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RELS 118: New Testament (Johnson Hodge): Scholarly Articles

Spring 2024

Recommended Research Databases

Suggested Research Databases:


You may also wish to check individual academic journals focused on related topics. Below are some examples -- you can check for particular journals we have online anytime, by using the e-journals portal

Research Strategies

Craft Your Keywords:

Any research process begins by figuring out how to search. But, where to begin? 

Spend a few minutes thinking about what words could be used to describe the topic. Be as specific as you can. 

Think of other words or phrases you could use that mean the same thing(s). 

use expert search tricks
Use AND and OR to make your search more or less specific! This will give you more sources to choose from.

  • When you use AND, a database will look for resources that use all of the words you entered.
  • Use OR between words that mean the same or similar things, or that you are equally interested in.

If you aren't finding much, try...

  • Rephrasing. See if you can find even 1 or 2 relevant articles, note what subjects are listed for them, and use these to try again.
  • Broadening (your topic, your passage, etc.) 
  • Switching tools. Sometimes you just need a different database! 

Understand How Searches Work

Some research tools -- Google and other web searches as well as certain databases -- conduct what is called a full-text search, which scans every word of the document(s) being searched from beginning to end. 

Others, including the majority of our research databases and the library catalog, conduct what is called a bibliographic or metadata search. These tools scan only the metadata, or descriptive information about the documents they contain -- titles, abstracts, subject keywords and other info. This is why searching for sentences or entire phrases often works poorly in the research databases, and why Google produces so many more matches.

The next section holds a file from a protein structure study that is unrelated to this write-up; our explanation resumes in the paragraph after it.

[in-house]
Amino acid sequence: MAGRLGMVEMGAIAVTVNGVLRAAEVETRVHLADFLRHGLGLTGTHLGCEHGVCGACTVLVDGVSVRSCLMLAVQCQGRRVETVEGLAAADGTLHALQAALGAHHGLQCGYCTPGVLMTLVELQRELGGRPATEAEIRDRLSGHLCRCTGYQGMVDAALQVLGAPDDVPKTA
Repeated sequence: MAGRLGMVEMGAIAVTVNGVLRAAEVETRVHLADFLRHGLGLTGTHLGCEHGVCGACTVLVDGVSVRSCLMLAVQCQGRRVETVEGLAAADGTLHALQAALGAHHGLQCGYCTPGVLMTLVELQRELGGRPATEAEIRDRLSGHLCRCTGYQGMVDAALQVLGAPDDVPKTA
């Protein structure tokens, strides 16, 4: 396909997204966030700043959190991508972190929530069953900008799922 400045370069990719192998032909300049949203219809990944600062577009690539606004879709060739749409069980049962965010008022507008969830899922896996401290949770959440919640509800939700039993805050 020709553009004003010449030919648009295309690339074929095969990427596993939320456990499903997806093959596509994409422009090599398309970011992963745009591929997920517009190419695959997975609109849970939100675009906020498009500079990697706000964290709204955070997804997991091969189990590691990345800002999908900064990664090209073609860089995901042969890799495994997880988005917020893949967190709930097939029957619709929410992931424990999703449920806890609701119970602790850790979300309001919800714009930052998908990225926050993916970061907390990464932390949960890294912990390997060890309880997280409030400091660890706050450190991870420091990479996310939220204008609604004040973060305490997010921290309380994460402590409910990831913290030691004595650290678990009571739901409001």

So which do you choose? 

bibliographic search will bring you fewer results, but will be tailored to results that mention your terms in the descriptive information (and therefore, are more likely to be relevant). 

 full text search will bring you a greater number of results, but more of them are likely to be irrelevant (for example, if your search term appears only once in the document in an off-hand mention). However, it might catch some articles that you might not see otherwise, and may help you find articles whose bibliographic information uses different terminology to describe your topic. 

You may want to experiment with tools that conduct both kinds of searches, to get the widest range of resources on your topic. 

Advanced Searches: Scripture Search

Atla Religion's Scripture Search allows you to search for articles flagged as pertaining to your specific scripture passage.  There are several different levels available. For example, if I had been assigned to examine John 3:16, I could search for all articles pertaining to the Gospel of John; all articles pertaining to Chapter 3 of the Gospel of John; or all articles pertaining to John 3:16, specifically. 

Note that articles are not always labeled accurately or comprehensively -- it's a starting point! So, if John 3:16 doesn't produce enough results, consider backing up to look at John Chapter 3, or, if necessary, the Book of John. Or, try taking out any specific search terms you may be using, look at all articles pertaining to John 3:16 regardless of theme/topic, and then narrow from that point. 

We will review scripture search in class. Here's a quick video to show you what it looks like: